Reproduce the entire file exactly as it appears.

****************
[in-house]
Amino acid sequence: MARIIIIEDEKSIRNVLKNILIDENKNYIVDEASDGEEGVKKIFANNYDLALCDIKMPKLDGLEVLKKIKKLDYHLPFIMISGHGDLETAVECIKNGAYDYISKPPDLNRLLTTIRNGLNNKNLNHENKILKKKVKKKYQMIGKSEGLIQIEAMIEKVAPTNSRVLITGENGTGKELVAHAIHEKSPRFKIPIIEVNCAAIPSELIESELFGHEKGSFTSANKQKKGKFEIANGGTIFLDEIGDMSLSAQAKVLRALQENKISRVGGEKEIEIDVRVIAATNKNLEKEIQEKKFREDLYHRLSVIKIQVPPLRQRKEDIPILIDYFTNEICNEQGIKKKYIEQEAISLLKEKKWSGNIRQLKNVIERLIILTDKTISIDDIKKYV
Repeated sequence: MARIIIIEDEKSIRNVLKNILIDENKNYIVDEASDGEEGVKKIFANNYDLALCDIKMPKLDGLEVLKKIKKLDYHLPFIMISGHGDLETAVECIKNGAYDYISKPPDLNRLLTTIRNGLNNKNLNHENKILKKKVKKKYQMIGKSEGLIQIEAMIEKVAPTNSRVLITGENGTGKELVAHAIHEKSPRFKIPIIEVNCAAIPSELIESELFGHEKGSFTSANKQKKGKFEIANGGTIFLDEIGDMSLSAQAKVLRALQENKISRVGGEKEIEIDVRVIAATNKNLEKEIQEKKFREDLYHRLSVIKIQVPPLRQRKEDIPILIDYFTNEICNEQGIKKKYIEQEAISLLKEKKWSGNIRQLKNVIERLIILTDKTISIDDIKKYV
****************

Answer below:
[in-house]
Amino acid sequence: MARIIIIEDEKSIRNVLKNILIDENKNYIVDEASDGEEGVKKIFANNYDLALCDIKMPKLDGLEVLKKIKKLDYHLPFIMISGHGDLETAVECIKNGAYDYISKPPDLNRLLTTIRNGLNNKNLNHENKILKKKVKKKYQMIGKSEGLIQIEAMIEKVAPTNSRVLITGENGTGKELVAHAIHEKSPRFKIPIIEVNCAAIPSELIESELFGHEKGSFTSANKQKKGKFEIANGGTIFLDEIGDMSLSAQAKVLRALQENKISRVGGEKEIEIDVRVIAATNKNLEKEIQEKKFREDLYHRLSVIKIQVPPLRQRKEDIPILIDYFTNEICNEQGIKKKYIEQEAISLLKEKKWSGNIRQLKNVIERLIILTDKTISIDDIKKYV
Repeated sequence: MARIIIIEDEKSIRNVLKNILIDENKNYIVDEASDGEEGVKKIFANNYDLALCDIKMPKLDGLEVLKKIKKLDYHLPFIMISGHGDLETAVECIKNGAYDYISKPPDLNRLLTTIRNGLNNKNLNHENKILKKKVKKKYQMIGKSEGLIQIEAMIEKVAPTNSRVLITGENGTGKELVAHAIHEKSPRFKIPIIEVNCAAIPSELIESELFGHEKGSFTSANKQKKGKFEIANGGTIFLDEIGDMSLSAQAKVLRALQENKISRVGGEKEIEIDVRVIAATNKNLEKEIQEKKFREDLYHRLSVIKIQVPPLRQRKEDIPILIDYFTNEICNEQGIKKKYIEQEAISLLKEKKWSGNIRQLKNVIERLIILTDKTISIDDIKKYV